Who Can Offer Financial Advice?

Financial Planning

Who Can Offer Financial Advice?

One term does not fit all, titles vary from financial planners to wealth consultants -- and so does their financial education and expertise.

A Plethora of Planners

A generation ago there were stock-brokers, life-insurance agents and, for the wealthy, bank-trust officers. Nowadays, the U.S. is swarming with planners and advisers of every stripe: financial planners, retirement planners, life planners, independent investment advisers, wealth-management advisers and so on.

In any city or retirement haven, you'll probably run into any of the following purveyors of financial assistance:

Certified Financial Planner: The retired Army officer who decided late in his military career to study financial planning. He passed the exam to become a certified financial planner and now rents a Spartan office, furnished with a shelf full of Morningstar publications and a computer with software on mutual funds and asset allocation. It's a one-man shop, and you and your spouse may be among only a handful of clients.

There are also more experienced number crunchers who enter this field later in life. A corporate CPA who took an early-retirement package and works from home as a financial planner. Her clients want to manage their 401(k) and IRA withdrawals so that they can enjoy retirement and help pay for their grandchildren's education. She'll charge $150 or more an hour, or at least $3,000 a year, to create a plan and be a sounding board. You'll get an excellent computer-generated road map, but it will be out of date if inflation creeps up and tax laws change.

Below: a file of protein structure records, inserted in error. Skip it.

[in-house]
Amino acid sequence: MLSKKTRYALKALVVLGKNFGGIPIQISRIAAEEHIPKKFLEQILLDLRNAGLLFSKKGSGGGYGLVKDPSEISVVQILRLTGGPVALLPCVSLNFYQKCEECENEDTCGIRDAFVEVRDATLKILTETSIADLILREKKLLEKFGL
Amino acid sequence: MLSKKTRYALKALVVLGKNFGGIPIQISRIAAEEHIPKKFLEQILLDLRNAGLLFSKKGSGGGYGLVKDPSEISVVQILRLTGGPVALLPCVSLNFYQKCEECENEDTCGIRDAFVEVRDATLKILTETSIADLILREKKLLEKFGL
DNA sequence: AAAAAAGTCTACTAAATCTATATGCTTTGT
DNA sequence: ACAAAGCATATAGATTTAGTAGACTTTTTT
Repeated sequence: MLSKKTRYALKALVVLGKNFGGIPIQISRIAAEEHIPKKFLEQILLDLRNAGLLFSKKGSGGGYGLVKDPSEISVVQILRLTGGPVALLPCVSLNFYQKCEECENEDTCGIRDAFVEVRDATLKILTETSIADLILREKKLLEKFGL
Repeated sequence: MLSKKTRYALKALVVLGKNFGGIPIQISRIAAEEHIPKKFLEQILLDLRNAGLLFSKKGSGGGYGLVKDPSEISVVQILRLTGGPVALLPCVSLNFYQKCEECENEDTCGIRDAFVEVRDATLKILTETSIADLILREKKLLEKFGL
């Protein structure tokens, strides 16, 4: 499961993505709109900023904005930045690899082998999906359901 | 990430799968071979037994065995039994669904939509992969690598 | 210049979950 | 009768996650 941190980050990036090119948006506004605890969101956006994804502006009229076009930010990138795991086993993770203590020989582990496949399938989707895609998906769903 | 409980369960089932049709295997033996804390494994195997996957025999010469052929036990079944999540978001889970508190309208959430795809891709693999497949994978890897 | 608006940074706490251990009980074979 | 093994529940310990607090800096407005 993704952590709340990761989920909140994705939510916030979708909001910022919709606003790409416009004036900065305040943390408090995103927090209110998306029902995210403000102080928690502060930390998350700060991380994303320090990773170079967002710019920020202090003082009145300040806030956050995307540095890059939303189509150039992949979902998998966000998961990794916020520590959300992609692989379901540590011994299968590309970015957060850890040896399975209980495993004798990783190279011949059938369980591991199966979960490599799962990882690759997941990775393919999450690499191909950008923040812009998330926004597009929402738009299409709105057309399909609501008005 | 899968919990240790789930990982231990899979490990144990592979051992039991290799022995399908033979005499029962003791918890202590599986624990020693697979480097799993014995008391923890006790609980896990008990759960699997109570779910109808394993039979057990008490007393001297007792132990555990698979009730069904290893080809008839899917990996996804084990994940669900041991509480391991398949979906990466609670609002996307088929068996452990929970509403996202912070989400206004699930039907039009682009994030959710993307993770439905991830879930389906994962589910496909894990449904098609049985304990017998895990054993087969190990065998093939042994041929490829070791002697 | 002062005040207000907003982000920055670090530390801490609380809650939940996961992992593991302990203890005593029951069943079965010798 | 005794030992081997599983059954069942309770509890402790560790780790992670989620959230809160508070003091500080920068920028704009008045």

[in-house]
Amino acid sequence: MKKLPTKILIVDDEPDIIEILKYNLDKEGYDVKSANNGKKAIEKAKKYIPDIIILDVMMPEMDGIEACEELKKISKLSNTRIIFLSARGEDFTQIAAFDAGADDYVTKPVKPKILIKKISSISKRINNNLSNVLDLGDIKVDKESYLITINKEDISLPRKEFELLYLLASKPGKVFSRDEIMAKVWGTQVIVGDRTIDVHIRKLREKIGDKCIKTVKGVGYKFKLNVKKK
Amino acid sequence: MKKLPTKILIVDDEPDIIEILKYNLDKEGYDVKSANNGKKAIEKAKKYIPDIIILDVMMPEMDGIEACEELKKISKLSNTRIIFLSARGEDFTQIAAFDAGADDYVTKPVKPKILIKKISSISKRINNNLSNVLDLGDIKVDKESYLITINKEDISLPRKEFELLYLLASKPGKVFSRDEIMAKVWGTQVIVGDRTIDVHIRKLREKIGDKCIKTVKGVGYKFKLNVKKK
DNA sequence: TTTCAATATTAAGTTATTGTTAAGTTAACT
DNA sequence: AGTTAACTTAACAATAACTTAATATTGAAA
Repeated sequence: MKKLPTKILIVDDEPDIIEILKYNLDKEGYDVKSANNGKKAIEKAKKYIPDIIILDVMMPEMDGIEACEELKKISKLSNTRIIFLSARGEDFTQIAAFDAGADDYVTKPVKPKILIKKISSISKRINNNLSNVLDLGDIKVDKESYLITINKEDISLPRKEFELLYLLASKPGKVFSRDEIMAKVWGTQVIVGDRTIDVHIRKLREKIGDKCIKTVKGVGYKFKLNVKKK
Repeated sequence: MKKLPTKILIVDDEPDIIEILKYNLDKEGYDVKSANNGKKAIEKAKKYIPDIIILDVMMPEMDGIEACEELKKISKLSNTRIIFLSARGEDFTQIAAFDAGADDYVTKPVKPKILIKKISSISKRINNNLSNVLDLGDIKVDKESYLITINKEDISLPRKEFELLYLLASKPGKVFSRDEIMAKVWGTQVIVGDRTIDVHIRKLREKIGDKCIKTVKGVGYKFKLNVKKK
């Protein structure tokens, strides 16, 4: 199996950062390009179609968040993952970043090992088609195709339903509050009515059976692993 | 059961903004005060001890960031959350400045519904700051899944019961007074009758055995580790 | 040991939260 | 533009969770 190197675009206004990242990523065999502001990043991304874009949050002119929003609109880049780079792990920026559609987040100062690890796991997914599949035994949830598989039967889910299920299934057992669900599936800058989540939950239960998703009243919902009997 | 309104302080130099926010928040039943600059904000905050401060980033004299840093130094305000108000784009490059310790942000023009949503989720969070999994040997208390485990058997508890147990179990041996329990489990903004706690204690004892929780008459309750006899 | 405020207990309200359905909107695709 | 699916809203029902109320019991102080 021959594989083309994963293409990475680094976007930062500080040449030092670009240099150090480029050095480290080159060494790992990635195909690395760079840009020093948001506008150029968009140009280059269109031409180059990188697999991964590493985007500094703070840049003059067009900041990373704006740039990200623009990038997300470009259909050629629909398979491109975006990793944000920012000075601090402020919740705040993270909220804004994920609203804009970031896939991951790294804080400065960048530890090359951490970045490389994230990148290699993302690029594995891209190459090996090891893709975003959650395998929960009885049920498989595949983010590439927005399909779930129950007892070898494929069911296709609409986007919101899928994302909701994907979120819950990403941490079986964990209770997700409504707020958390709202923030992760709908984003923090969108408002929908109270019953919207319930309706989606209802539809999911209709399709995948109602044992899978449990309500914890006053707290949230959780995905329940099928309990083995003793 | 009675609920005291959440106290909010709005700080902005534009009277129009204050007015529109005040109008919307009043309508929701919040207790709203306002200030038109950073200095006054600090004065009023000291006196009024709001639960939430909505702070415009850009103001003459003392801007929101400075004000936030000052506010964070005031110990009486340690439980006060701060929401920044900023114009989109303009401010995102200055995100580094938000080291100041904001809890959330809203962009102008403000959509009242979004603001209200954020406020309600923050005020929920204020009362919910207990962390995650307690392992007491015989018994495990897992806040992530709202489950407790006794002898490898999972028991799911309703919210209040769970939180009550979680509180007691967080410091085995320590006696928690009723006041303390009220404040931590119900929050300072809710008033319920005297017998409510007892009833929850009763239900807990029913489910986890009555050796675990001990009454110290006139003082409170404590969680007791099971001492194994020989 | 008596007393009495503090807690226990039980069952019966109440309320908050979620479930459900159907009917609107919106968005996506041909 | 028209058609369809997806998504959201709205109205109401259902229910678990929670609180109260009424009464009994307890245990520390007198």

Wealth Management: A local firm that specializes in trusts, estates and bequests and calls its business "wealth management." The partners could be lawyers, so you'll pay dearly. But they'll plan your estate so that after your death the charities and heirs of your choice will get your money. Just don't ask them to talk about investments. That's not their thing, so they'll outsource your money to an investment manager who might not be particularly successful.

Independent Broker-Dealers:A trio of former stockbrokers who got sick of pitching stocks and sicker of Wall Street's reputation. They quit to set themselves up as independent advisers and representatives of an unfamiliar "broker-dealer" firm that holds your accounts and executes recommended trades.

The brokers and their eager, young staff will charge a fee of 1% of your assets (maybe less, maybe more) to manage your money personally. But they also sell mutual funds and prepackaged, "wrap" investment accounts, which generate fees for a minimum of work.

Any of these people may be right for you. Or they may charge you thousands of dollars for something you can do yourself, possibly with the help of an accountant or some other lower-cost specialist.


Mass Merchants: If an independent adviser doesn't appeal to you, you might consult a big firm, such as Fidelity Investments, Vanguard, Charles Schwab or TD Ameritrade, because that's where you have your IRA and they offer planning services. But look into what you're getting: Schwab and TD Ameritrade, for example, may simply refer you to a list of independent advisers that the company has vetted.